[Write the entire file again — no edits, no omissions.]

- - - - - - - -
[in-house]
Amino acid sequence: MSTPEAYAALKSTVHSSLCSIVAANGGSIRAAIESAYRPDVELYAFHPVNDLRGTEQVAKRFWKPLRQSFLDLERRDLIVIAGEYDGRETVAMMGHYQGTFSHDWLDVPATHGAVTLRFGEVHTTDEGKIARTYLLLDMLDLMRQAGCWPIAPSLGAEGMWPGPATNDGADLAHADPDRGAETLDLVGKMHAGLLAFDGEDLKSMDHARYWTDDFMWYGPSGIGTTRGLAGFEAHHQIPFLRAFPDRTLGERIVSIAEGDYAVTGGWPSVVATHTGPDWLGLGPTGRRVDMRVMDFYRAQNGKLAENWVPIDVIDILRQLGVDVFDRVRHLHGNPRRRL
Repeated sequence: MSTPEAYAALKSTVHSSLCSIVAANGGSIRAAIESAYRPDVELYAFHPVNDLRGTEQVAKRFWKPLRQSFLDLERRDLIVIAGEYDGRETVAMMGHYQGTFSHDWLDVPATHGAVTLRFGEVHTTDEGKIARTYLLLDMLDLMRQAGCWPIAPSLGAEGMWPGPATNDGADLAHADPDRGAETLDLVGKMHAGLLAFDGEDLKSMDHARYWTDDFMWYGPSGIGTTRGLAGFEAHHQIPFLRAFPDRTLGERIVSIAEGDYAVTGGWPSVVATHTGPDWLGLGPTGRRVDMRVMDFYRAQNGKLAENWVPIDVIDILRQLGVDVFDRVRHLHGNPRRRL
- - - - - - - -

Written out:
[in-house]
Amino acid sequence: MSTPEAYAALKSTVHSSLCSIVAANGGSIRAAIESAYRPDVELYAFHPVNDLRGTEQVAKRFWKPLRQSFLDLERRDLIVIAGEYDGRETVAMMGHYQGTFSHDWLDVPATHGAVTLRFGEVHTTDEGKIARTYLLLDMLDLMRQAGCWPIAPSLGAEGMWPGPATNDGADLAHADPDRGAETLDLVGKMHAGLLAFDGEDLKSMDHARYWTDDFMWYGPSGIGTTRGLAGFEAHHQIPFLRAFPDRTLGERIVSIAEGDYAVTGGWPSVVATHTGPDWLGLGPTGRRVDMRVMDFYRAQNGKLAENWVPIDVIDILRQLGVDVFDRVRHLHGNPRRRL
Repeated sequence: MSTPEAYAALKSTVHSSLCSIVAANGGSIRAAIESAYRPDVELYAFHPVNDLRGTEQVAKRFWKPLRQSFLDLERRDLIVIAGEYDGRETVAMMGHYQGTFSHDWLDVPATHGAVTLRFGEVHTTDEGKIARTYLLLDMLDLMRQAGCWPIAPSLGAEGMWPGPATNDGADLAHADPDRGAETLDLVGKMHAGLLAFDGEDLKSMDHARYWTDDFMWYGPSGIGTTRGLAGFEAHHQIPFLRAFPDRTLGERIVSIAEGDYAVTGGWPSVVATHTGPDWLGLGPTGRRVDMRVMDFYRAQNGKLAENWVPIDVIDILRQLGVDVFDRVRHLHGNPRRRL